Smoking is a known risk factor for aneurysm development and aneurysmal subarachnoid hemorrhage, as well as subsequent vasospasm in both untreated individuals and patients who have undergone surgical clipping of cerebrovascular aneurysms. However, there is a lack of data in the current scientific literature about the long-term effects that smoking has on the integrity of endovascular repairs of cerebral aneurysms. This study was designed to determine if any smoking history increased the risk of poorer outcomes and/or aneurysm recurrence in patients who have had endovascular repair of cerebral aneurysms.
The authors retrospectively analyzed the medical records of patients admitted to the University of Michigan Health System from January 1999 to December 2011 with coiled aneurysms and angiography, CT angiography, or MR angiography follow-up. Patients were identified and organized based on many criteria including age, sex, smoking history, aneurysm recurrence, aneurysm location, and Hunt and Hess grade. Analysis was targeted to the patient population with a history of smoking. Bivariate chi-square tests were used to analyze the association between a positive smoking history and documented aneurysm recurrence and were adjusted for potential confounders by fitting multivariate logistic regression models of recurrence.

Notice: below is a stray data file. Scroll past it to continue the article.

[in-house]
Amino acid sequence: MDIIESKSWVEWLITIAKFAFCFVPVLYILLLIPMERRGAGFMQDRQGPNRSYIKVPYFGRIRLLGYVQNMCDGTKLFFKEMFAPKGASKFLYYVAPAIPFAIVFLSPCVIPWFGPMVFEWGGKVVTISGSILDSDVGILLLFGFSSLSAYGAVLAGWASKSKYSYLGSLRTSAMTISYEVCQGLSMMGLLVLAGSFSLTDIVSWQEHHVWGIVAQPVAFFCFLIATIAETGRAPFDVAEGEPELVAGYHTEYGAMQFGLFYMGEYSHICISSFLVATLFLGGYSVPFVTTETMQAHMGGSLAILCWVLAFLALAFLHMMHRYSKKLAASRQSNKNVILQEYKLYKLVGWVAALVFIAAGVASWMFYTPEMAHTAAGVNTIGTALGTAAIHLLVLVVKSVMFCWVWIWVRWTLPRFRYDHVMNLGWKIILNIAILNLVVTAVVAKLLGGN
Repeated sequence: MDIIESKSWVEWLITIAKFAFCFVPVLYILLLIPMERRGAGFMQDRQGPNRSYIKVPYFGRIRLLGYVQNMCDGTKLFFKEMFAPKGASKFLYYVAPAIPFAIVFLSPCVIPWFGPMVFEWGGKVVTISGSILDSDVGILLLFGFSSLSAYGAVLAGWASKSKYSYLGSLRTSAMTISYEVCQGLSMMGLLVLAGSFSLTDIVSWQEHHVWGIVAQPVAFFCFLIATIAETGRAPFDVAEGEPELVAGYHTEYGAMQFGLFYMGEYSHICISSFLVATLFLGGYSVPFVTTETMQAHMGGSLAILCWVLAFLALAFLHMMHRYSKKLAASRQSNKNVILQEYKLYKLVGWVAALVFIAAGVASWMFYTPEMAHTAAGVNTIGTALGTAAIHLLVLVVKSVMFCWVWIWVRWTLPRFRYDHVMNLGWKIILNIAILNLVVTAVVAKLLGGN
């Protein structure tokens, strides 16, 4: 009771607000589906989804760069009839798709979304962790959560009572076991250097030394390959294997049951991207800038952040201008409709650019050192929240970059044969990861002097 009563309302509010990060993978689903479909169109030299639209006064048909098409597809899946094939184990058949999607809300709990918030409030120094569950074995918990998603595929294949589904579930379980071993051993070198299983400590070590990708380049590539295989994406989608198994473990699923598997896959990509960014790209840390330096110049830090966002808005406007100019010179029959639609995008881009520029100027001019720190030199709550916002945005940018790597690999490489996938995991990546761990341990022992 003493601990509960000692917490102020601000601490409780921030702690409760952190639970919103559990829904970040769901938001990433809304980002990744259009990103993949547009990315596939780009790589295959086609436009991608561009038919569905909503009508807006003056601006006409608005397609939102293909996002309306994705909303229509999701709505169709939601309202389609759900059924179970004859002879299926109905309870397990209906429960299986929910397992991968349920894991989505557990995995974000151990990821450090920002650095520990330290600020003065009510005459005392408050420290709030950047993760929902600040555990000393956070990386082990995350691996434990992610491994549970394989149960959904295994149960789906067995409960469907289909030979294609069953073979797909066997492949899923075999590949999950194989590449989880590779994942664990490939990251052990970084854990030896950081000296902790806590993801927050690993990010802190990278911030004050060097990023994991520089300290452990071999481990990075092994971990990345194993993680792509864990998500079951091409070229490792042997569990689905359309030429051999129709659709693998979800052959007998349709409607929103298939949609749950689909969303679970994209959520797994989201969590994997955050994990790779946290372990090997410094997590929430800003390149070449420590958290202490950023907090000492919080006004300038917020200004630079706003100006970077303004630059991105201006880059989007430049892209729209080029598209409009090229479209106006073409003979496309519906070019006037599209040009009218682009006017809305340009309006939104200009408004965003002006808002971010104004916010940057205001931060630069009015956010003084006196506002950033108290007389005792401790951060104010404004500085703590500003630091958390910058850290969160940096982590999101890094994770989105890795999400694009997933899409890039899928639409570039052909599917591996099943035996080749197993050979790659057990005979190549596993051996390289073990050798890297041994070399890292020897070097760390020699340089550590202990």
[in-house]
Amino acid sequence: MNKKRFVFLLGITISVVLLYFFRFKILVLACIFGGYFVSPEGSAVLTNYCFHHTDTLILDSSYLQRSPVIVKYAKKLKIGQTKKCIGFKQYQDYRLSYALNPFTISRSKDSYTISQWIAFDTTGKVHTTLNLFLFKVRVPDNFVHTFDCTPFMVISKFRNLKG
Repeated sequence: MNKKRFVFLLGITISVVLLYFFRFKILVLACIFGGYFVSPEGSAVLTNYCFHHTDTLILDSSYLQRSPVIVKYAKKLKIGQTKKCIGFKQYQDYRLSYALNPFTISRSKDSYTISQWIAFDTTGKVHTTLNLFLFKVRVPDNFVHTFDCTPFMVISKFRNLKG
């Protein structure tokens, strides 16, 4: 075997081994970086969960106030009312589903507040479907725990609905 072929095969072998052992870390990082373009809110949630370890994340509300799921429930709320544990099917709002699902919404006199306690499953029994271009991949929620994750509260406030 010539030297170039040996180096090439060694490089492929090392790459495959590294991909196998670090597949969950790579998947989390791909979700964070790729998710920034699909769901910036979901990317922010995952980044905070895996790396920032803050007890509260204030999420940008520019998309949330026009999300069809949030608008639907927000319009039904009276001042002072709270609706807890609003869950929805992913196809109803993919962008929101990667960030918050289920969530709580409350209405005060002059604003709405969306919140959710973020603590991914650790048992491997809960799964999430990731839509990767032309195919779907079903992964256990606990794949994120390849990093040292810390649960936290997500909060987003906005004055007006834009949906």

A total of 247 patients who had undergone endovascular treatment of 296 documented cerebral aneurysms were included in this study. The recurrence rate among all patients treated with endovascular repair was 24.3%, and the average time to the most recent follow-up imaging studies was 1.62 years. Smokers accounted for 232 aneurysms and were followed up for an average of 1.57 years, with a recurrence rate of 26.3%. Never smokers accounted for the remaining 64 aneurysms and were followed up for an average of 1.82 years, with a recurrence rate of 17.2%. Multivariate analysis revealed that, after controlling for potential confounders, a history of smoking—whether current or former—was associated with a significantly increased risk of aneurysm recurrence. The odds ratios for aneurysm recurrence for current and former smokers were 2.739 (95% CI 1.127–7.095, p = 0.0308) and 2.698 (95% CI 1.078–7.212, p = 0.0395), respectively, compared with never smokers.
A positive smoking history is associated with a significantly increased risk of aneurysm recurrence in patients who have undergone endovascular repair of a cerebral aneurysm, compared with the risk in patients who have never smoked.
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